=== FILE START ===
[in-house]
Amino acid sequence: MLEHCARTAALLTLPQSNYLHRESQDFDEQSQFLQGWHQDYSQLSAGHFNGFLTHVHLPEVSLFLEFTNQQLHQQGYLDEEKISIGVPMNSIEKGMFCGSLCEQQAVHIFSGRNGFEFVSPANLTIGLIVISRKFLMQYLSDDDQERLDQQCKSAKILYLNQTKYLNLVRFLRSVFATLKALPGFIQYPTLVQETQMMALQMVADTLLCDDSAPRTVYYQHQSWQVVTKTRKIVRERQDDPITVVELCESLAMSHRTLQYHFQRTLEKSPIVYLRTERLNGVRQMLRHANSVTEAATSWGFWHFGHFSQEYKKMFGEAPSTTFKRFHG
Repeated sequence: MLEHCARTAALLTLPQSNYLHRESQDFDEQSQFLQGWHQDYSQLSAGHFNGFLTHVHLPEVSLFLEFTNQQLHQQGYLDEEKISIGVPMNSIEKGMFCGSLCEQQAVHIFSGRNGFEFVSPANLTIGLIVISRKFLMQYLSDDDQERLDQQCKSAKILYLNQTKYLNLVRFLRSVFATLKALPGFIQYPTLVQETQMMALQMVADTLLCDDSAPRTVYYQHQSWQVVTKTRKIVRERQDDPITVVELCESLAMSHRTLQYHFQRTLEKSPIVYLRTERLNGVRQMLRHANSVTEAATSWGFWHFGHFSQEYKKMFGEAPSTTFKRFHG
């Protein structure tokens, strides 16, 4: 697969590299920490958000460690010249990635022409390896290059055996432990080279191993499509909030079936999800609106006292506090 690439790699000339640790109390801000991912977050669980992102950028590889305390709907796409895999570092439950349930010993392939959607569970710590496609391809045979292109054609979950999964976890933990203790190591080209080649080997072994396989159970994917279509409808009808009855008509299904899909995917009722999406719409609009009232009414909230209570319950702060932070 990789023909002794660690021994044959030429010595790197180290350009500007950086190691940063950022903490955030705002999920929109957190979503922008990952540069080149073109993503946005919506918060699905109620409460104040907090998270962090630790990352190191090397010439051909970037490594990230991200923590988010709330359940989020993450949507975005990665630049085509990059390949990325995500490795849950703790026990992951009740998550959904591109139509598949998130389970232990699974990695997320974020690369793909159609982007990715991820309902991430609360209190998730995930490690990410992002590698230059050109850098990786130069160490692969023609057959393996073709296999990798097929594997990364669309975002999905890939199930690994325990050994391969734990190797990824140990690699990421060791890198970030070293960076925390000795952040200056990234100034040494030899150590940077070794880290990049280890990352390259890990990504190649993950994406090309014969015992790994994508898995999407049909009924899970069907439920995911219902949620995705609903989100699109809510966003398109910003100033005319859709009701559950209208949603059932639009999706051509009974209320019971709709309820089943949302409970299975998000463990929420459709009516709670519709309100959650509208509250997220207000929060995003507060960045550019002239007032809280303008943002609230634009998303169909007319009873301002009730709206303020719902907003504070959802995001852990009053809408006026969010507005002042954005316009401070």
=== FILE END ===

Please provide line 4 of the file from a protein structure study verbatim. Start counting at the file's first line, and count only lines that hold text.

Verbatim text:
């Protein structure tokens, strides 16, 4: 697969590299920490958000460690010249990635022409390896290059055996432990080279191993499509909030079936999800609106006292506090 690439790699000339640790109390801000991912977050669980992102950028590889305390709907796409895999570092439950349930010993392939959607569970710590496609391809045979292109054609979950999964976890933990203790190591080209080649080997072994396989159970994917279509409808009808009855008509299904899909995917009722999406719409609009009232009414909230209570319950702060932070 990789023909002794660690021994044959030429010595790197180290350009500007950086190691940063950022903490955030705002999920929109957190979503922008990952540069080149073109993503946005919506918060699905109620409460104040907090998270962090630790990352190191090397010439051909970037490594990230991200923590988010709330359940989020993450949507975005990665630049085509990059390949990325995500490795849950703790026990992951009740998550959904591109139509598949998130389970232990699974990695997320974020690369793909159609982007990715991820309902991430609360209190998730995930490690990410992002590698230059050109850098990786130069160490692969023609057959393996073709296999990798097929594997990364669309975002999905890939199930690994325990050994391969734990190797990824140990690699990421060791890198970030070293960076925390000795952040200056990234100034040494030899150590940077070794880290990049280890990352390259890990990504190649993950994406090309014969015992790994994508898995999407049909009924899970069907439920995911219902949620995705609903989100699109809510966003398109910003100033005319859709009701559950209208949603059932639009999706051509009974209320019971709709309820089943949302409970299975998000463990929420459709009516709670519709309100959650509208509250997220207000929060995003507060960045550019002239007032809280303008943002609230634009998303169909007319009873301002009730709206303020719902907003504070959802995001852990009053809408006026969010507005002042954005316009401070």